Serving Fort Lauderale, West Palm Beach, Miami, Plantation, and Hollywood
Serving Fort Lauderale, West Palm Beach, Miami, Plantation, and Hollywood

Alternative Dispute Resolution

Mediation is now required by nearly every judge, prior to trial. Resolving disputes without extended litigation and court time will help reduce the costs of a legal action and a well prepared, experienced neutral mediator with a strong litigation background and trial experience can provide the additional assistance necessary to reaching an agreement with the other parties in your case. A new point of view may be what is needed to assist in reaching resolution without further court intervention. Our goal is to offer the best assistance for counsel and the litigants to resolve disputes quickly and effectively. We work with you on the complex, and the not so complex, issues to make it easier for litigants to understand the process and provide an additional perspective on their lawsuit from a neutral with a lot of experience whose only goal is to facilitate the resolution of all pending disputes.

What Is Alternative Dispute Resolution?

It is an alternative to a trial before the court or in front of jury. Alternative dispute resolution is a way to resolve disputes without protracted and expensive litigation that would need to be incurred if a case goes to trial and though appeal.   It also eliminates the uncertainty of an unpredictable verdict and the necessity of getting involved in the appellate process. Appeals are also quite expensive and unpredictable.  Mediation is the only way to avoid uncertainty and for the parties to make their own decision as to the outcome of their case, instead of relying on 6 unknown jurors or an unfamiliar judge.

Some of the most important components of the process include the following:

  • Evaluation of both sides of the situation and presentation of arguments and evidence
  • Negotiation of potential outcomes and acceptable resolutions of the situation
  • Conciliation, a process in which the emotional stakes are deliberately lowered and tensions are addressed to encourage a more collaborative and cooperative atmosphere
  • Agreement on a mutually acceptable solution for the situation and the conclusion of the process
  • Alternative dispute resolution arrangements may be binding or non-binding and may include both mediation and arbitration.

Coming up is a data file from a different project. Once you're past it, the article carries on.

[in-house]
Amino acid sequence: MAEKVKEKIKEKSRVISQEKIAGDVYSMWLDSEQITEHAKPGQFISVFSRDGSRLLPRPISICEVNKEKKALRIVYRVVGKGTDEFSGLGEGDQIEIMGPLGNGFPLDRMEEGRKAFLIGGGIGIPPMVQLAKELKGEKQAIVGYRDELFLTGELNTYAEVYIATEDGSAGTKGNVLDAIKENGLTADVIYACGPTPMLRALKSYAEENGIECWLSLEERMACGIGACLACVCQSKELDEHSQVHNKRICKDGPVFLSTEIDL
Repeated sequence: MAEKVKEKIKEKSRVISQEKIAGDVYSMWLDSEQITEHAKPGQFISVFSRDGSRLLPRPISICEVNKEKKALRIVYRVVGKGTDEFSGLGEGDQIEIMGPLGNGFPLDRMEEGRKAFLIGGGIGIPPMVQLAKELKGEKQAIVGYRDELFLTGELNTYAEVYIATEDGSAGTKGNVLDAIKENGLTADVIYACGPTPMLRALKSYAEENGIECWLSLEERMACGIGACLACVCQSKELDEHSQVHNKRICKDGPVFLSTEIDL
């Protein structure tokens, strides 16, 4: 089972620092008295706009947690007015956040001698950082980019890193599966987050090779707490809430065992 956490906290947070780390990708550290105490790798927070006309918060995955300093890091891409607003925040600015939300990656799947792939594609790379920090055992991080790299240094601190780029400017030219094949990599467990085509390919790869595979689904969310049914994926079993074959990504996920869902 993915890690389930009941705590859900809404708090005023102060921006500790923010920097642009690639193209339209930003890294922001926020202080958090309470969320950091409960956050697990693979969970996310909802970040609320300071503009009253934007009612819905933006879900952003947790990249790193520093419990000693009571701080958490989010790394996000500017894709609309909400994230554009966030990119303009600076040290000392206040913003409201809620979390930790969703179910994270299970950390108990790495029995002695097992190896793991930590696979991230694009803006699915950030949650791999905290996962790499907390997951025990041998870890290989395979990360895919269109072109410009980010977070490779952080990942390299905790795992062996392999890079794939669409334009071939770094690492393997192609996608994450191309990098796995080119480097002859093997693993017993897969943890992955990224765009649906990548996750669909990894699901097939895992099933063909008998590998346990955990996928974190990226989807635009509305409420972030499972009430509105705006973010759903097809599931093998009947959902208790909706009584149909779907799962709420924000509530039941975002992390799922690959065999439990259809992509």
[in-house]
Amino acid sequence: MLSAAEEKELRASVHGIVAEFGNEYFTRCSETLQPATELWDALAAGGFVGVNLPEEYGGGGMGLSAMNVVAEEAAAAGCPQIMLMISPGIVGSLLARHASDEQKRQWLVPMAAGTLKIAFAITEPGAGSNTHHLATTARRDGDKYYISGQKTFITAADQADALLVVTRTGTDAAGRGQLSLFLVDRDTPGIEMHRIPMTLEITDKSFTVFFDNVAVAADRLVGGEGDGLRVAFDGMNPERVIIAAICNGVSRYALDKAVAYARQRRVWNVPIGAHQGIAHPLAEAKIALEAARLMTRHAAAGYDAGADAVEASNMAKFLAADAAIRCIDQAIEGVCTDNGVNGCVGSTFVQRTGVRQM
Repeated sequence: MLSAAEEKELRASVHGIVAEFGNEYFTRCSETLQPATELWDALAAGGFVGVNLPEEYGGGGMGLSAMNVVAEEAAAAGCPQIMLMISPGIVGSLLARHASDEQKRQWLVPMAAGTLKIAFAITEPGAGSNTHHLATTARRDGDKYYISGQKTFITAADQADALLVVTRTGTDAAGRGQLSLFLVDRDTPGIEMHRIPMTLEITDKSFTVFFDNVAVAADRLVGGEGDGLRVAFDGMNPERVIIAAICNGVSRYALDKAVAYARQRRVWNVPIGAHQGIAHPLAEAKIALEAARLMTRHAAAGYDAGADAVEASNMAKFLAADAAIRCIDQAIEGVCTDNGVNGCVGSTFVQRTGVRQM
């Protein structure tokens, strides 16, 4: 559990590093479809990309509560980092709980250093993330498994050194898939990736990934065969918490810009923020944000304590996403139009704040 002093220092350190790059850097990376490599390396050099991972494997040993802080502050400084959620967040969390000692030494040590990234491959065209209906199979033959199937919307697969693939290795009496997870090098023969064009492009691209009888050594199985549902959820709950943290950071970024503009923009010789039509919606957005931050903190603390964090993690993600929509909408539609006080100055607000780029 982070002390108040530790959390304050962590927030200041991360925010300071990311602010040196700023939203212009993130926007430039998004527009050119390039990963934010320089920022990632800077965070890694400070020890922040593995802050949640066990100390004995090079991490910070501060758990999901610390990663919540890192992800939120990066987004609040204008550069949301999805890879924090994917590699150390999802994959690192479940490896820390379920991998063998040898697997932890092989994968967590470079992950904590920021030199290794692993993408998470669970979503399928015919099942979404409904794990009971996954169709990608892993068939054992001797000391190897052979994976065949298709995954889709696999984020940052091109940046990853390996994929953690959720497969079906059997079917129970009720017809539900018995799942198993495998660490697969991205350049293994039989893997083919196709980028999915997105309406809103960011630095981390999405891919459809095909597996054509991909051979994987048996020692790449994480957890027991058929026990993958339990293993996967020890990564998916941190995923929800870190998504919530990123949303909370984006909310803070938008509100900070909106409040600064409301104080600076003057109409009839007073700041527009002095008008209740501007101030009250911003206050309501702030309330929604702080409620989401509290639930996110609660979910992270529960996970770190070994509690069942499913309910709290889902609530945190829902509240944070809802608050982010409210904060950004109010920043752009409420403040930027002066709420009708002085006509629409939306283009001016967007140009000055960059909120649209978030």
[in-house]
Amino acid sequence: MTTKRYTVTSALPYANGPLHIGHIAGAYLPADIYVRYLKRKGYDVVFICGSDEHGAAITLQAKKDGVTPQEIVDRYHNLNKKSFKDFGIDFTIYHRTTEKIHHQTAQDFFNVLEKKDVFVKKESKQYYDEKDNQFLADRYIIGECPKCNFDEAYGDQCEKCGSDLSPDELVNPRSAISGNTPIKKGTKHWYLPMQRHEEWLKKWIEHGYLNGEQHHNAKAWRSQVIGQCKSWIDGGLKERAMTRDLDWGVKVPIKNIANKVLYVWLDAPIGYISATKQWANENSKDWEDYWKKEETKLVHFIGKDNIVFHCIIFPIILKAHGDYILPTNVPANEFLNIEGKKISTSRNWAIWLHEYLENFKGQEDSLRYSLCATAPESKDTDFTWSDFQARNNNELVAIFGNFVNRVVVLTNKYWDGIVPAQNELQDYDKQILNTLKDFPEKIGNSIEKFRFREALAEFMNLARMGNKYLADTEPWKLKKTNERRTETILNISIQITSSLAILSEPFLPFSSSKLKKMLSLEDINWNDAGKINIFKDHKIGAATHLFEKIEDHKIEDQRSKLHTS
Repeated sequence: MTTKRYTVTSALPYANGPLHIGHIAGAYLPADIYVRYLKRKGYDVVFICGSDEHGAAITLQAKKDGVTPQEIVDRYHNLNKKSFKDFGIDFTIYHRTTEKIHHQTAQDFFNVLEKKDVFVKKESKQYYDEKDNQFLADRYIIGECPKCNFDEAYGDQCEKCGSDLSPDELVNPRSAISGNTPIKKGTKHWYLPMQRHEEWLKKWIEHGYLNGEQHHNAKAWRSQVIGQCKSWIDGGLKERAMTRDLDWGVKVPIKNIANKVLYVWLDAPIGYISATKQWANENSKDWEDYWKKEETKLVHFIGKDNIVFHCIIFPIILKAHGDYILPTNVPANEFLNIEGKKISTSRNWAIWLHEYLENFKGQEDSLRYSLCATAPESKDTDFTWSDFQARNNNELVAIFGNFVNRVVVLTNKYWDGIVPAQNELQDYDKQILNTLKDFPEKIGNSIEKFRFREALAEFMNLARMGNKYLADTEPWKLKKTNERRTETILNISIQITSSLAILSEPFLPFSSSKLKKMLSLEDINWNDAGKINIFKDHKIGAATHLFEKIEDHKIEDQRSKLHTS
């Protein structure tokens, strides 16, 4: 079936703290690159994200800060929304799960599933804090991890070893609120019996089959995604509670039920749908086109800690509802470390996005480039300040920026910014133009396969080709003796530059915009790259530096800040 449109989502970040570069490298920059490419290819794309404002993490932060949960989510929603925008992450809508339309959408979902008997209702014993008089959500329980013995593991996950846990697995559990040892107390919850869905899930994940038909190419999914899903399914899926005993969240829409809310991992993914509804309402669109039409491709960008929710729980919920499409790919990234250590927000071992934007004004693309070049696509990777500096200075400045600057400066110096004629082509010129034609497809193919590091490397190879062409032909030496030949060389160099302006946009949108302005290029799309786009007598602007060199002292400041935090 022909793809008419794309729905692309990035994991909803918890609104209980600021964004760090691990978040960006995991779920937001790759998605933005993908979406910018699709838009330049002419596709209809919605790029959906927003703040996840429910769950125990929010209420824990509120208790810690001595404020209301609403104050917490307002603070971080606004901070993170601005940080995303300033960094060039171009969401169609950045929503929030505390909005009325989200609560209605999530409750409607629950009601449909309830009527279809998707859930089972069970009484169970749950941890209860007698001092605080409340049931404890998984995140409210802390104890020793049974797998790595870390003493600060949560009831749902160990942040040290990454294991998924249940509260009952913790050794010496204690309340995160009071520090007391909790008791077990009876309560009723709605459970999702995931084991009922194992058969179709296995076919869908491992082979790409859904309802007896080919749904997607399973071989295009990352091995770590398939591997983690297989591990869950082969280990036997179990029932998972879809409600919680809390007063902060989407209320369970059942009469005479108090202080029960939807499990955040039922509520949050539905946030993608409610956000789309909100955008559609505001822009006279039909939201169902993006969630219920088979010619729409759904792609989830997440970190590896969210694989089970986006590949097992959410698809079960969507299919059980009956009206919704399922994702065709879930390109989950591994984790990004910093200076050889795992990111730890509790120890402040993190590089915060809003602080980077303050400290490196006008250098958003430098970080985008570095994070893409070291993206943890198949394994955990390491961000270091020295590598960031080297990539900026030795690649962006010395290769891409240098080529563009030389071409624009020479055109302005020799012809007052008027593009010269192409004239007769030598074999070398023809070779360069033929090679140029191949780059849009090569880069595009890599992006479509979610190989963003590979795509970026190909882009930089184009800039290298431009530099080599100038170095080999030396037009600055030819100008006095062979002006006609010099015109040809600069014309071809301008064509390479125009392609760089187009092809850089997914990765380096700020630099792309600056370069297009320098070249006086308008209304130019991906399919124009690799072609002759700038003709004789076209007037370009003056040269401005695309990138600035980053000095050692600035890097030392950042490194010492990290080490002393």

A successful mediation will reduce the costs of litigation.  A neutral mediator having reviewed submissions from all parties will be fully prepared to discuss the issues that need to be determined for the parties to successfully resolve the lawsuit. The neutral mediator will be involved in discussions between the parties to the dispute and their counsel, and act as a facilitator to help bring the matter to conclusion, if possible.  Mediators do not make decisions as to which party has the better claim or better defense. Instead, they discuss the legal issues with counsel and the factual issues with the parties.  After an initial meeting with all parties and their counsel,  sometimes with opening statements from both sides, the mediator will then meet alone with one group and their counsel, in what is identified as a caucus.  Whatever is discussed in caucus is privileged and following the caucus the Mediator can only provide information to the other party if specifically authorized to do so in the caucus.  The Mediator will then meet with the opposing parties and the Mediator will go back and forth with the respective parties in an effort at complete resolution.   Perhaps, one side has a “smoking gun,” as yet undisclosed, which helps to explain whom others might think of as a recalcitrant position. Those are the type of things discussed in caucus that once analyzed from a neutral perspective may soften the client’s position.  Indeed, sometimes just hearing the issues stated out loud from the opposing party across a conference room table can sometimes lead to resolution. A legal claim sounds different when articulated by someone who is not taking your legal position. That can change a parties perspective about continuing the case.  The role of the Mediator is to assist in this process and encourage positive communication and avoid, as much as possible, negative confrontation. A successful mediation results in the final resolution of an action. Or, in multi-party litigation, we may be able to resolve some of the issues with some of the parties and all of the issues with others. So, we can either eliminate some claims and shorten the time necessary for trial if there are remaining matters to be decided. Mediation is certainly worth the effort considering the cost of litigation in today’s legal world.